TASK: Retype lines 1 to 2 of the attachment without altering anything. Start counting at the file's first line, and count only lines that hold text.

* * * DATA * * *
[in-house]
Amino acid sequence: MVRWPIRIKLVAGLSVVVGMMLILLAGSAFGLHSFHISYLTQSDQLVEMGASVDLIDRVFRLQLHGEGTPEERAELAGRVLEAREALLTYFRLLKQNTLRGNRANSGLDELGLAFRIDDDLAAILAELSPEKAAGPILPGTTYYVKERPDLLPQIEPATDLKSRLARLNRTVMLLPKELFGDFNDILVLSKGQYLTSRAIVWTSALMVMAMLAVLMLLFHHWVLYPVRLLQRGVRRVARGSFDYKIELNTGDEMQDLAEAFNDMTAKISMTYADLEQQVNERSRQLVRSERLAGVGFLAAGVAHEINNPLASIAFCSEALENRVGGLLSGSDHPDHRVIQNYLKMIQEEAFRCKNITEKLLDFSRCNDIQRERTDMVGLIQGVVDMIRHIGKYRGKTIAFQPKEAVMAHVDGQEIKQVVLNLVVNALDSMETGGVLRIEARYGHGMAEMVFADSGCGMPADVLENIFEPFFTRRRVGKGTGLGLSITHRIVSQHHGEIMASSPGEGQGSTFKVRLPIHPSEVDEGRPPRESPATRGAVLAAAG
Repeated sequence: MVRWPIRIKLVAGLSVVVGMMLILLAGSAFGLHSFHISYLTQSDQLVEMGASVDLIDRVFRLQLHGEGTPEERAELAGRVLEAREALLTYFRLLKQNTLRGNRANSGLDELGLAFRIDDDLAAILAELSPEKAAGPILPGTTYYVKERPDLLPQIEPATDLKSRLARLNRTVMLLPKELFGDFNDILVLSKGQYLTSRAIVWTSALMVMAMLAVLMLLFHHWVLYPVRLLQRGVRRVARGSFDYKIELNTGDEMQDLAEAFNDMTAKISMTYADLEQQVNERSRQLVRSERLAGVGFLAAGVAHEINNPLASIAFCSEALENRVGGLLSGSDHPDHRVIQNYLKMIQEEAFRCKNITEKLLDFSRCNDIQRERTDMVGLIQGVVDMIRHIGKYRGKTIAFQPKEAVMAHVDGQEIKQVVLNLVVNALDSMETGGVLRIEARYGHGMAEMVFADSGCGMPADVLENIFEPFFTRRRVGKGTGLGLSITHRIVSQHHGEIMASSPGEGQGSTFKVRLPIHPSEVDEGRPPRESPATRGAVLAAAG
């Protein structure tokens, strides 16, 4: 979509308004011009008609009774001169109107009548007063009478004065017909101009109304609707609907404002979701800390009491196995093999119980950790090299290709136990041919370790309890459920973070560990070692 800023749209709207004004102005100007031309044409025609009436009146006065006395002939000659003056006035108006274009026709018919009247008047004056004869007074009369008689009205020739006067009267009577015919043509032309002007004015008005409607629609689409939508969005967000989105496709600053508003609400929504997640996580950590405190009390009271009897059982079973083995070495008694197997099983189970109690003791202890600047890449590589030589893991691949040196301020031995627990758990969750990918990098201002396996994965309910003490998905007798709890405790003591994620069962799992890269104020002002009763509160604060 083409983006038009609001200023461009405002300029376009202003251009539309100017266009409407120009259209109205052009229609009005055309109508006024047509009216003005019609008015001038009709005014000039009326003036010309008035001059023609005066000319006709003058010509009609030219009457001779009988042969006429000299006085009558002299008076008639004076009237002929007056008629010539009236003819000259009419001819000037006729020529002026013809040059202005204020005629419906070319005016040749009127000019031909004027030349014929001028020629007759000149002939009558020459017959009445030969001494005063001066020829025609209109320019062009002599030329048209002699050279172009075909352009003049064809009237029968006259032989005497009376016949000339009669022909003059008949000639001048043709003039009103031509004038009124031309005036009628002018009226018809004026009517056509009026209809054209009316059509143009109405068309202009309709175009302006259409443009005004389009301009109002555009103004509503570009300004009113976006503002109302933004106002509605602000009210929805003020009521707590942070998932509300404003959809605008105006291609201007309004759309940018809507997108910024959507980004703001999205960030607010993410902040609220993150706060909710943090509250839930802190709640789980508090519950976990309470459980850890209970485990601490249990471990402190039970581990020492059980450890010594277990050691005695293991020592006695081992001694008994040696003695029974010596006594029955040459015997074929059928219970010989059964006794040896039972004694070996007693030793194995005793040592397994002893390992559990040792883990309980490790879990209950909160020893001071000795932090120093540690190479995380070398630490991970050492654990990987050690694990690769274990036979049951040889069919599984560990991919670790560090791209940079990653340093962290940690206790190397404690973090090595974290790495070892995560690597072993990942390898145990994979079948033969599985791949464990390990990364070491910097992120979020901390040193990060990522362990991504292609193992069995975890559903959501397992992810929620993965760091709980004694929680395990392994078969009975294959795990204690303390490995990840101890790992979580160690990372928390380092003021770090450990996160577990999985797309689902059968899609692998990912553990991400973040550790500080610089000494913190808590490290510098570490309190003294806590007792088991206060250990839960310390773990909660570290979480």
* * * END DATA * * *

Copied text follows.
[in-house]
Amino acid sequence: MVRWPIRIKLVAGLSVVVGMMLILLAGSAFGLHSFHISYLTQSDQLVEMGASVDLIDRVFRLQLHGEGTPEERAELAGRVLEAREALLTYFRLLKQNTLRGNRANSGLDELGLAFRIDDDLAAILAELSPEKAAGPILPGTTYYVKERPDLLPQIEPATDLKSRLARLNRTVMLLPKELFGDFNDILVLSKGQYLTSRAIVWTSALMVMAMLAVLMLLFHHWVLYPVRLLQRGVRRVARGSFDYKIELNTGDEMQDLAEAFNDMTAKISMTYADLEQQVNERSRQLVRSERLAGVGFLAAGVAHEINNPLASIAFCSEALENRVGGLLSGSDHPDHRVIQNYLKMIQEEAFRCKNITEKLLDFSRCNDIQRERTDMVGLIQGVVDMIRHIGKYRGKTIAFQPKEAVMAHVDGQEIKQVVLNLVVNALDSMETGGVLRIEARYGHGMAEMVFADSGCGMPADVLENIFEPFFTRRRVGKGTGLGLSITHRIVSQHHGEIMASSPGEGQGSTFKVRLPIHPSEVDEGRPPRESPATRGAVLAAAG